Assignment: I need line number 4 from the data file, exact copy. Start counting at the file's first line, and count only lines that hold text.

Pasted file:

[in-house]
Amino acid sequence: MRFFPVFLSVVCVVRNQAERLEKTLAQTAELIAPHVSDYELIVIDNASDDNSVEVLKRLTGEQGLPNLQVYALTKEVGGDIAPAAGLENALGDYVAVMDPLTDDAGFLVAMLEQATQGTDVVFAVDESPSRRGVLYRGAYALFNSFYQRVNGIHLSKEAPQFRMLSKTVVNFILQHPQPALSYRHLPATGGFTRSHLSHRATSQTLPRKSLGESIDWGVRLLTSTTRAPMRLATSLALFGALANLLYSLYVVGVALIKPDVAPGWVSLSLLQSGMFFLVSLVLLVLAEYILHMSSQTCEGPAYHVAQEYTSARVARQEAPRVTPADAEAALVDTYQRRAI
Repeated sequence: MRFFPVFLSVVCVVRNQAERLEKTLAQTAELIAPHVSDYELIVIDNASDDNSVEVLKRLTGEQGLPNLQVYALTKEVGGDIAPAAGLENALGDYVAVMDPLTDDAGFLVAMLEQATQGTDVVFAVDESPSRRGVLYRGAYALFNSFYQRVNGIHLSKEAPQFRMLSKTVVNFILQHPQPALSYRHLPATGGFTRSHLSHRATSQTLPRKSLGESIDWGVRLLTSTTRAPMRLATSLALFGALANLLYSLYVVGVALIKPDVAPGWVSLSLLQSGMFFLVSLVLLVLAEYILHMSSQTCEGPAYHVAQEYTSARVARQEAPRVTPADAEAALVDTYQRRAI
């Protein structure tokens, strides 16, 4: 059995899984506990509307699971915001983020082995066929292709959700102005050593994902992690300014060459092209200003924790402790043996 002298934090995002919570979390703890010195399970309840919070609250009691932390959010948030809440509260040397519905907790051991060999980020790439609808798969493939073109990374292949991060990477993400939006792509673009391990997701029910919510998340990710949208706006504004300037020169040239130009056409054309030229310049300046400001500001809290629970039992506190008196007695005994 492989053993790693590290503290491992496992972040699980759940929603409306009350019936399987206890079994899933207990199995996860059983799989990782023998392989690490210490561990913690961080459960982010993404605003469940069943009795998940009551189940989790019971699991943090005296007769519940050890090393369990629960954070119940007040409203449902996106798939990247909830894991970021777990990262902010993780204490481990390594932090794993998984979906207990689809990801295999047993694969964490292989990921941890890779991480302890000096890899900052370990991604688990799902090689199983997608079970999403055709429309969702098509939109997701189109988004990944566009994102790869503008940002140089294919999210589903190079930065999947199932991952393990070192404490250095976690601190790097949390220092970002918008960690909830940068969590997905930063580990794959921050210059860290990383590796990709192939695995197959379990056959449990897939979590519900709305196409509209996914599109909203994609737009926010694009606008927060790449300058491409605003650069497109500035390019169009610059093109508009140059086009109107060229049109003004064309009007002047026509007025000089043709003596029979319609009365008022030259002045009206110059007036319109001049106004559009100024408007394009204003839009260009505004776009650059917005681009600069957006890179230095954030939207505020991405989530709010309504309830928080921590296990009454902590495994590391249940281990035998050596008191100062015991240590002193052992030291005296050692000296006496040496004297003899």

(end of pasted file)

């Protein structure tokens, strides 16, 4: 059995899984506990509307699971915001983020082995066929292709959700102005050593994902992690300014060459092209200003924790402790043996 002298934090995002919570979390703890010195399970309840919070609250009691932390959010948030809440509260040397519905907790051991060999980020790439609808798969493939073109990374292949991060990477993400939006792509673009391990997701029910919510998340990710949208706006504004300037020169040239130009056409054309030229310049300046400001500001809290629970039992506190008196007695005994 492989053993790693590290503290491992496992972040699980759940929603409306009350019936399987206890079994899933207990199995996860059983799989990782023998392989690490210490561990913690961080459960982010993404605003469940069943009795998940009551189940989790019971699991943090005296007769519940050890090393369990629960954070119940007040409203449902996106798939990247909830894991970021777990990262902010993780204490481990390594932090794993998984979906207990689809990801295999047993694969964490292989990921941890890779991480302890000096890899900052370990991604688990799902090689199983997608079970999403055709429309969702098509939109997701189109988004990944566009994102790869503008940002140089294919999210589903190079930065999947199932991952393990070192404490250095976690601190790097949390220092970002918008960690909830940068969590997905930063580990794959921050210059860290990383590796990709192939695995197959379990056959449990897939979590519900709305196409509209996914599109909203994609737009926010694009606008927060790449300058491409605003650069497109500035390019169009610059093109508009140059086009109107060229049109003004064309009007002047026509007025000089043709003596029979319609009365008022030259002045009206110059007036319109001049106004559009100024408007394009204003839009260009505004776009650059917005681009600069957006890179230095954030939207505020991405989530709010309504309830928080921590296990009454902590495994590391249940281990035998050596008191100062015991240590002193052992030291005296050692000296006496040496004297003899």